We're spoiled for good tapas in London, and although the best doesn't come cheap, it also shouldn't. The key to really good tapas is all in the sourcing of the finest ingredients combined with skilful cooking and the most convivial of atmospheres. These are the top tapas spots in London.
The restaurateurs behind Barrafina are Sam and Eddie Hart, also behind Quo Vadis (where Barrafina is now located) and Tacos el Pastor. It remains, arguably, the best tapas in London and we've spent many hours (yes, hours) queueing with a glass of fino and approximately 100 million croquetas. It's OK, they never fill you up no matter how many you pack away.
Everything is perfect here, and it's down to the sourcing of perfect ingredients combined with spot on cooking. Attention to detail is all when it comes to tapas. The pan con tomate is the best in London and the crab croquetas at the Adelaide street branch, well. We'd fight you for the last one. And win. The Soho branch relocated to the ground floor of Quo Vadis and we admit we'll miss sitting on the street sinking txacoli (that's a white wine from the Basque country) while doing some serious people watching but the food is still immaculate. The oozing tortilla is nothing short of legendary. Bar dining at its best.
There are lots of Brindisas around town nowadays, but we love this original branch the best, not least because once you've finished, you can go and have a nose around their nearby shop, stocking up on gorgeous smoky dried peppers, Ortiz tinned anchovies and those fabulous jars of plump chickpeas that makes the best hummus known to woman.
The corner location right on the edge of Borough Market combined with the massive windows really keep the energy high on this dining experience, and you'll have passed two hours and a half bottle of fino before you even notice. We promise.
Salt Yard seems to fly slightly (and we mean very slightly) under the radar compared to the other big players, but it's wonderful, tucked away on Goodge Street. The sourcing, once again, is impeccable (yes, that's a theme) and it's always buzzing, even if the seating arrangement is a little on the cosy side. You'll be elbowing your neighbours so make sure you know them or at least introduce yourself first.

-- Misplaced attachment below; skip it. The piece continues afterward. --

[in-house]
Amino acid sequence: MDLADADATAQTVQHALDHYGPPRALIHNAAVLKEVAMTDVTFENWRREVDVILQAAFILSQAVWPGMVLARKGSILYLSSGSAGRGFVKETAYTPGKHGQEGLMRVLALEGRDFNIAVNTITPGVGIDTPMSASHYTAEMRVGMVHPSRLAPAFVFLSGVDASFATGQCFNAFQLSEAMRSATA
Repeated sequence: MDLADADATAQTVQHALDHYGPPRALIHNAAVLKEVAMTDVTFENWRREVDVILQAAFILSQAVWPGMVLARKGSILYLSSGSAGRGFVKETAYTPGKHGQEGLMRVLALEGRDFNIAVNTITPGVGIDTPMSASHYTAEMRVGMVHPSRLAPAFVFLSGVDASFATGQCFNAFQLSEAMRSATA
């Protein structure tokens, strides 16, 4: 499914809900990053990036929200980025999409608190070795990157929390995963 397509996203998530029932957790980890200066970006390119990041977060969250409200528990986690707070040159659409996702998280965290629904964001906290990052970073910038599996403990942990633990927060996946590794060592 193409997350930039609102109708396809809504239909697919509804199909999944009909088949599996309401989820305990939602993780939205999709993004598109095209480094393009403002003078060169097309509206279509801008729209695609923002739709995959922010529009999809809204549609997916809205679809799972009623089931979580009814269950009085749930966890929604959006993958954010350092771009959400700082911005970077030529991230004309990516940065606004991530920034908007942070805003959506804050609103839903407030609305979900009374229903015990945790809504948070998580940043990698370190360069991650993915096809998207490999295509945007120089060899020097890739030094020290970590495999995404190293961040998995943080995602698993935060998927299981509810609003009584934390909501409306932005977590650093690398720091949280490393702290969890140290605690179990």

Their deep fried courgette flowers are legendary - stuffed with cheese, coated in the lightest batter and drizzled with honey. Salt Yard just keeps plodding along being great, while other tapas places spring up all around it. Calm in the eye of the storm.
Morito serves tapas with North African vibes, riffing off the flavours of its parent restaurant, Moro, next door. You'll find earthy, sun soaked flavours here, like beetroot roasted, smooshed and topped with sharp feta. There are glorious, fizzling lamb chops, hot from a grill, buzzing with the deep tones of cumin. Dishes which sound simple are often splendid, and even a basic dish of spice coated chickpeas can be deeply pleasurable.
The menu is massive, so repeat visits are necessary, but it's the kind of convivial place designed to be revisited time and time again. It's not cheap, but then great tapas never is, and the prices here don't represent any kind of rip off. Get the manzanilla flowing, we say, and don't skip the malaga raisin ice cream, for that would be an act of extreme negligence.
Jose Pizarro has two restaurants on Bermondsey Street (called Jose and -- wait for it -- Pizarro). José is the smaller one. In fact it's not really a restaurant, more of a bar, and this is where to head if you want a flavour of what it's like to eat tapas in Spain, i.e. what it's like to eat tapas standing up with a drink.
This place gets packed quickly, especially in the summer and you'll have to jostle for space, balancing your drinks and food on the few barrels which serve as table space but hey, it's all part of the experience. Make sure to pay attention to the specials board.
This is José Pizarro's second restaurant, just down the road from the original José, and it's a larger, sit down affair. It would be rude not to start with a plate of Iberico ham, arguably the finest pork product in all the world, before smashing through some padron peppers, then settling into his fantastic baked crab, which comes dressed in the shell, warm, topped with breadcrumbs. It's up there with London's best crabby serves.
The best place to sit, we think, is at the bench in the window, since Bermondsey Street these days is ripe for a spot of people watching. The interior is gorgeous too, though, so make sure to have a good gawp at those tiles on the way to the loo.
Lobos now have a site in Soho but we the original, Borough High Street site is the best. Entering through a door under the rail bridge you plunge into a cave which feels like a real oasis away from the frantic pace of Borough Market and surrounding areas outside.
The tapas is great, and although service can be a little scatty, it's charming enough to carry them through. We particularly love the fact that the croquetas come in a giant portion -- around eight or so to a basket -- and they make up for in quantity what they lack in aspirations to match the heady heights of José, Barrafina et al. In short there's a rustic appeal about this place, and we always leave grinning.